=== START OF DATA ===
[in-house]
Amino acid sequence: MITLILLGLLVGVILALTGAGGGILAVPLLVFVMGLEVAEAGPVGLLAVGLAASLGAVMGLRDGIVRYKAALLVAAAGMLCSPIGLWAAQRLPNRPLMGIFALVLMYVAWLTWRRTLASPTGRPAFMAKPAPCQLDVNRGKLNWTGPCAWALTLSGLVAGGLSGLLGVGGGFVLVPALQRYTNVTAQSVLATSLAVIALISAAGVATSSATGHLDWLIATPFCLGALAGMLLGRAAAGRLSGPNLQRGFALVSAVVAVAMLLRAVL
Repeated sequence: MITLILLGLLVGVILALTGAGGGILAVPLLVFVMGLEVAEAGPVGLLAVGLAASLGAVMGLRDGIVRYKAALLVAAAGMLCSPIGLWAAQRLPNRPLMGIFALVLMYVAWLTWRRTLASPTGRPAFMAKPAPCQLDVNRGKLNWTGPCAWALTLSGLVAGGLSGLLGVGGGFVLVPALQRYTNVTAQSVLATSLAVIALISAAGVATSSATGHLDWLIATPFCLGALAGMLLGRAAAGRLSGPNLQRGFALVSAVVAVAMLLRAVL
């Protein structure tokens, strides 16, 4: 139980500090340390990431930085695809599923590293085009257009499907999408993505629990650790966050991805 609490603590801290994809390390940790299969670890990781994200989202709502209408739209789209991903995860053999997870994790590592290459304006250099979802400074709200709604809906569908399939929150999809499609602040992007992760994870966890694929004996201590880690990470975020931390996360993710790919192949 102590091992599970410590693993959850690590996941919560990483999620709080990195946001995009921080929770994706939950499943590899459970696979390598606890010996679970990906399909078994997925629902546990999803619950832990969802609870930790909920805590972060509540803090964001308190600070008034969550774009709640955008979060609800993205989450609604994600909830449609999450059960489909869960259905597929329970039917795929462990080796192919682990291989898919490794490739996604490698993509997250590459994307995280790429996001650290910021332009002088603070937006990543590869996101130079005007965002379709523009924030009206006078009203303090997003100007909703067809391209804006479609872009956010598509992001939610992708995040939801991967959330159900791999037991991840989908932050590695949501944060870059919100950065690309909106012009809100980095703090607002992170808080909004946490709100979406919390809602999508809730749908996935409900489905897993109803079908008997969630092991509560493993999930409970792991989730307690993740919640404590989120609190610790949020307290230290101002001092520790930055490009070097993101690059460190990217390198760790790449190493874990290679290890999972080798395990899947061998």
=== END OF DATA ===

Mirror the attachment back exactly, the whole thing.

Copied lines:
[in-house]
Amino acid sequence: MITLILLGLLVGVILALTGAGGGILAVPLLVFVMGLEVAEAGPVGLLAVGLAASLGAVMGLRDGIVRYKAALLVAAAGMLCSPIGLWAAQRLPNRPLMGIFALVLMYVAWLTWRRTLASPTGRPAFMAKPAPCQLDVNRGKLNWTGPCAWALTLSGLVAGGLSGLLGVGGGFVLVPALQRYTNVTAQSVLATSLAVIALISAAGVATSSATGHLDWLIATPFCLGALAGMLLGRAAAGRLSGPNLQRGFALVSAVVAVAMLLRAVL
Repeated sequence: MITLILLGLLVGVILALTGAGGGILAVPLLVFVMGLEVAEAGPVGLLAVGLAASLGAVMGLRDGIVRYKAALLVAAAGMLCSPIGLWAAQRLPNRPLMGIFALVLMYVAWLTWRRTLASPTGRPAFMAKPAPCQLDVNRGKLNWTGPCAWALTLSGLVAGGLSGLLGVGGGFVLVPALQRYTNVTAQSVLATSLAVIALISAAGVATSSATGHLDWLIATPFCLGALAGMLLGRAAAGRLSGPNLQRGFALVSAVVAVAMLLRAVL
């Protein structure tokens, strides 16, 4: 139980500090340390990431930085695809599923590293085009257009499907999408993505629990650790966050991805 609490603590801290994809390390940790299969670890990781994200989202709502209408739209789209991903995860053999997870994790590592290459304006250099979802400074709200709604809906569908399939929150999809499609602040992007992760994870966890694929004996201590880690990470975020931390996360993710790919192949 102590091992599970410590693993959850690590996941919560990483999620709080990195946001995009921080929770994706939950499943590899459970696979390598606890010996679970990906399909078994997925629902546990999803619950832990969802609870930790909920805590972060509540803090964001308190600070008034969550774009709640955008979060609800993205989450609604994600909830449609999450059960489909869960259905597929329970039917795929462990080796192919682990291989898919490794490739996604490698993509997250590459994307995280790429996001650290910021332009002088603070937006990543590869996101130079005007965002379709523009924030009206006078009203303090997003100007909703067809391209804006479609872009956010598509992001939610992708995040939801991967959330159900791999037991991840989908932050590695949501944060870059919100950065690309909106012009809100980095703090607002992170808080909004946490709100979406919390809602999508809730749908996935409900489905897993109803079908008997969630092991509560493993999930409970792991989730307690993740919640404590989120609190610790949020307290230290101002001092520790930055490009070097993101690059460190990217390198760790790449190493874990290679290890999972080798395990899947061998």